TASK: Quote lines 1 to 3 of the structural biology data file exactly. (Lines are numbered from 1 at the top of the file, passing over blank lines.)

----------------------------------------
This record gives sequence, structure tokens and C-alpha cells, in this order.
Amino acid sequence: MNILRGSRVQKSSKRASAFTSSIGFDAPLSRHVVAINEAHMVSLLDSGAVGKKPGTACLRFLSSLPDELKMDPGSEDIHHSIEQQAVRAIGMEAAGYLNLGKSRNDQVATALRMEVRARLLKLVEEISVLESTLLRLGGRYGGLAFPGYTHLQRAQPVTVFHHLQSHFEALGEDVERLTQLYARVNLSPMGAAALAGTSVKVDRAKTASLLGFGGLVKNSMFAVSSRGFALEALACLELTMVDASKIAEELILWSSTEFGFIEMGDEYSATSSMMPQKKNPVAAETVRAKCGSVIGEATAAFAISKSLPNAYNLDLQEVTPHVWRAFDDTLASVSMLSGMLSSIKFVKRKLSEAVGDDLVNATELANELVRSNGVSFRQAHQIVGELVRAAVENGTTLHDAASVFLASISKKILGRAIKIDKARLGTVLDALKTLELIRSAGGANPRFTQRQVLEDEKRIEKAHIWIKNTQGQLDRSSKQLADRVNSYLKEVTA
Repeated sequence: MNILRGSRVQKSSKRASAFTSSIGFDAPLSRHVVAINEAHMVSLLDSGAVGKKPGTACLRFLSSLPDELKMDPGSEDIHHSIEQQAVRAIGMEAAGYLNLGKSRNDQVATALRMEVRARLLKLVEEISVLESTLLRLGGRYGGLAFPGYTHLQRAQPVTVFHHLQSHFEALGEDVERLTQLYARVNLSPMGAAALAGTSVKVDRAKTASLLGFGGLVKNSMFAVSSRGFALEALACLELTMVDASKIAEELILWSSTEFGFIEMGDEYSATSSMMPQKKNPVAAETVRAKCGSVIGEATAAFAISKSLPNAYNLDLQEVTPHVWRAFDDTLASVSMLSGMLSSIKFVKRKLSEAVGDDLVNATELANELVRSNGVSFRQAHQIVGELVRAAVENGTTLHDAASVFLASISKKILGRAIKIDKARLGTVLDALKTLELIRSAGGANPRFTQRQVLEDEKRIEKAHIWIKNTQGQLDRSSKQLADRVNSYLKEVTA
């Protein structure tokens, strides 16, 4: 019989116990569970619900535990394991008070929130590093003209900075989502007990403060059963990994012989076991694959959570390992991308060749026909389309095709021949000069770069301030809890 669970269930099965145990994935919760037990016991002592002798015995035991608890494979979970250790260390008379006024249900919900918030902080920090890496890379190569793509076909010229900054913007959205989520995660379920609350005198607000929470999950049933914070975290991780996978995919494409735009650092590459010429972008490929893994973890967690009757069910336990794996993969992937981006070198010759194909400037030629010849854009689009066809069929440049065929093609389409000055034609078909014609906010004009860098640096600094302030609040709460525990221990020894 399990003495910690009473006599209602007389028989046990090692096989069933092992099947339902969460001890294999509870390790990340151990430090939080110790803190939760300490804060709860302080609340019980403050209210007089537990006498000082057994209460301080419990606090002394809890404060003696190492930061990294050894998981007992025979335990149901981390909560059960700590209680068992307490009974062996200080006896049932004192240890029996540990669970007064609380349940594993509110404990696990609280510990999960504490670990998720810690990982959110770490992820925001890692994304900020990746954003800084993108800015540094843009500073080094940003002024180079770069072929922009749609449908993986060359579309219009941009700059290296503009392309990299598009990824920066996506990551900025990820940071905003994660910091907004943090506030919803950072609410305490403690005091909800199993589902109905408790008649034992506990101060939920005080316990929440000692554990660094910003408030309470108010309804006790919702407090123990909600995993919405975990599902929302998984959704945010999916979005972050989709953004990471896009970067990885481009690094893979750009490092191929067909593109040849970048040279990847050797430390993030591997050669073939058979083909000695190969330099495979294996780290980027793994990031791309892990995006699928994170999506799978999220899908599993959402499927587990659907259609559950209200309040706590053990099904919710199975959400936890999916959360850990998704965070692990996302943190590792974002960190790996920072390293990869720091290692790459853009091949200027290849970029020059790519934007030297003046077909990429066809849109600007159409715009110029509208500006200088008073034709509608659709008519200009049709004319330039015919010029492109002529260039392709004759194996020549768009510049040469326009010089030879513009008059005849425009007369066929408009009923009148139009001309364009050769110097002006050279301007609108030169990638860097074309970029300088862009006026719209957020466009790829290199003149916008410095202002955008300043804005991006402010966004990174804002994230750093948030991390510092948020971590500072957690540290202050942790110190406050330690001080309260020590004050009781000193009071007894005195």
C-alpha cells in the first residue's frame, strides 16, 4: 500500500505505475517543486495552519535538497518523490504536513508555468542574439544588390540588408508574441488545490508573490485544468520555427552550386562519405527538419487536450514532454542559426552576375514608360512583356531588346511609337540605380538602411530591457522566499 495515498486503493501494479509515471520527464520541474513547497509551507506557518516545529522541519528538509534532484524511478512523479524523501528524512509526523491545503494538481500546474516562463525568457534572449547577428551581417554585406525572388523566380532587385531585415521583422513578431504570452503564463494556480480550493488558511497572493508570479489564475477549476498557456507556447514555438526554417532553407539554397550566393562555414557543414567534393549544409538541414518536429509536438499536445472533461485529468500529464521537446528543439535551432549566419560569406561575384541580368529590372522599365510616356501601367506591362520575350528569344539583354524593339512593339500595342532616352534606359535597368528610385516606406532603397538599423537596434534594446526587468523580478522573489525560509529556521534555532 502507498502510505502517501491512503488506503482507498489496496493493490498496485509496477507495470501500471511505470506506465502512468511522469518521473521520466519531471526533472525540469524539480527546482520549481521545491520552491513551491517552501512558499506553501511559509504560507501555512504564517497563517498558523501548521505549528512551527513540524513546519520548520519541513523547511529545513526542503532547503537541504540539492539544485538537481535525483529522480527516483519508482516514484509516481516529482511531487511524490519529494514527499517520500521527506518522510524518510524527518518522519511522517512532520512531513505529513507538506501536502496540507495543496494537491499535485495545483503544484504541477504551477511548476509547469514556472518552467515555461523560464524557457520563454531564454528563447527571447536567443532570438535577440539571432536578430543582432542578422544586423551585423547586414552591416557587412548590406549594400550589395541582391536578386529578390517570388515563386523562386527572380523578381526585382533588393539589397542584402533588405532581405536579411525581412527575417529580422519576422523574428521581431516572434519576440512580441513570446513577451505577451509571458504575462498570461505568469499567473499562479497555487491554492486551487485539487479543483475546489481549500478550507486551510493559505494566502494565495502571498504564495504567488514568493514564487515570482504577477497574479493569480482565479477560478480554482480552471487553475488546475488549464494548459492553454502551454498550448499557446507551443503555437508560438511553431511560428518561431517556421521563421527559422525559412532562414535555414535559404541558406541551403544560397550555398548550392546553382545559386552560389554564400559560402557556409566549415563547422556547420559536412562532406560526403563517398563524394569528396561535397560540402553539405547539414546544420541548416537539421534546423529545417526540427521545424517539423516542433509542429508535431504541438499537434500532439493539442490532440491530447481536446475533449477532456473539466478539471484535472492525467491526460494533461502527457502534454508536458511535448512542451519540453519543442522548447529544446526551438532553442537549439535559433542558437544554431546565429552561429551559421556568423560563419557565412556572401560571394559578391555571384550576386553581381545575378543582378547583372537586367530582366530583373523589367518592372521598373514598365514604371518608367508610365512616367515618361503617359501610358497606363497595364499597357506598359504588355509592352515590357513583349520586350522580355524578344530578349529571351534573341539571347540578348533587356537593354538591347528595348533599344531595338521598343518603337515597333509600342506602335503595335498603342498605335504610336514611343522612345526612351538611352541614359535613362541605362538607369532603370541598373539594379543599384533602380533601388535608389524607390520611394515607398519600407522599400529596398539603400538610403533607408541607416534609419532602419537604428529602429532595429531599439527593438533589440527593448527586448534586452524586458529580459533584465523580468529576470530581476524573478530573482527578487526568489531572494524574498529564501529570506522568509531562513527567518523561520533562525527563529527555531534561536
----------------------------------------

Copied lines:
This record gives sequence, structure tokens and C-alpha cells, in this order.
Amino acid sequence: MNILRGSRVQKSSKRASAFTSSIGFDAPLSRHVVAINEAHMVSLLDSGAVGKKPGTACLRFLSSLPDELKMDPGSEDIHHSIEQQAVRAIGMEAAGYLNLGKSRNDQVATALRMEVRARLLKLVEEISVLESTLLRLGGRYGGLAFPGYTHLQRAQPVTVFHHLQSHFEALGEDVERLTQLYARVNLSPMGAAALAGTSVKVDRAKTASLLGFGGLVKNSMFAVSSRGFALEALACLELTMVDASKIAEELILWSSTEFGFIEMGDEYSATSSMMPQKKNPVAAETVRAKCGSVIGEATAAFAISKSLPNAYNLDLQEVTPHVWRAFDDTLASVSMLSGMLSSIKFVKRKLSEAVGDDLVNATELANELVRSNGVSFRQAHQIVGELVRAAVENGTTLHDAASVFLASISKKILGRAIKIDKARLGTVLDALKTLELIRSAGGANPRFTQRQVLEDEKRIEKAHIWIKNTQGQLDRSSKQLADRVNSYLKEVTA
Repeated sequence: MNILRGSRVQKSSKRASAFTSSIGFDAPLSRHVVAINEAHMVSLLDSGAVGKKPGTACLRFLSSLPDELKMDPGSEDIHHSIEQQAVRAIGMEAAGYLNLGKSRNDQVATALRMEVRARLLKLVEEISVLESTLLRLGGRYGGLAFPGYTHLQRAQPVTVFHHLQSHFEALGEDVERLTQLYARVNLSPMGAAALAGTSVKVDRAKTASLLGFGGLVKNSMFAVSSRGFALEALACLELTMVDASKIAEELILWSSTEFGFIEMGDEYSATSSMMPQKKNPVAAETVRAKCGSVIGEATAAFAISKSLPNAYNLDLQEVTPHVWRAFDDTLASVSMLSGMLSSIKFVKRKLSEAVGDDLVNATELANELVRSNGVSFRQAHQIVGELVRAAVENGTTLHDAASVFLASISKKILGRAIKIDKARLGTVLDALKTLELIRSAGGANPRFTQRQVLEDEKRIEKAHIWIKNTQGQLDRSSKQLADRVNSYLKEVTA